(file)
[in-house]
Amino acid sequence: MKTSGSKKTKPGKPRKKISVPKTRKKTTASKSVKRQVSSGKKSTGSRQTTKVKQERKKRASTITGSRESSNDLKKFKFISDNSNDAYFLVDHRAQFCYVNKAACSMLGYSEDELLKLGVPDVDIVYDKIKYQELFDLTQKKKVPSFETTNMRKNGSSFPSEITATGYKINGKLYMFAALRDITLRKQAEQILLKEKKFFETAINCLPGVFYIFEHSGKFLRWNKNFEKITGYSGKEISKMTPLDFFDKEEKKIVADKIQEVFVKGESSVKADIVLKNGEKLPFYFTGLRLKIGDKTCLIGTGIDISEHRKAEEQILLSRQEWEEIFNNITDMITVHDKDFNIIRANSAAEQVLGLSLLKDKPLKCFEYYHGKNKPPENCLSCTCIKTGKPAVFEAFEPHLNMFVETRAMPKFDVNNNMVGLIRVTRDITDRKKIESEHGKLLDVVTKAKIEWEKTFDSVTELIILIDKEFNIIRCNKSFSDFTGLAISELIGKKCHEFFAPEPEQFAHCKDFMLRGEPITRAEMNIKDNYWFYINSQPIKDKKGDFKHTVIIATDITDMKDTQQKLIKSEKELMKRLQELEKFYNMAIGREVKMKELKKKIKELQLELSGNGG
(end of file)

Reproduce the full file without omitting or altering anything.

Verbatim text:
[in-house]
Amino acid sequence: MKTSGSKKTKPGKPRKKISVPKTRKKTTASKSVKRQVSSGKKSTGSRQTTKVKQERKKRASTITGSRESSNDLKKFKFISDNSNDAYFLVDHRAQFCYVNKAACSMLGYSEDELLKLGVPDVDIVYDKIKYQELFDLTQKKKVPSFETTNMRKNGSSFPSEITATGYKINGKLYMFAALRDITLRKQAEQILLKEKKFFETAINCLPGVFYIFEHSGKFLRWNKNFEKITGYSGKEISKMTPLDFFDKEEKKIVADKIQEVFVKGESSVKADIVLKNGEKLPFYFTGLRLKIGDKTCLIGTGIDISEHRKAEEQILLSRQEWEEIFNNITDMITVHDKDFNIIRANSAAEQVLGLSLLKDKPLKCFEYYHGKNKPPENCLSCTCIKTGKPAVFEAFEPHLNMFVETRAMPKFDVNNNMVGLIRVTRDITDRKKIESEHGKLLDVVTKAKIEWEKTFDSVTELIILIDKEFNIIRCNKSFSDFTGLAISELIGKKCHEFFAPEPEQFAHCKDFMLRGEPITRAEMNIKDNYWFYINSQPIKDKKGDFKHTVIIATDITDMKDTQQKLIKSEKELMKRLQELEKFYNMAIGREVKMKELKKKIKELQLELSGNGG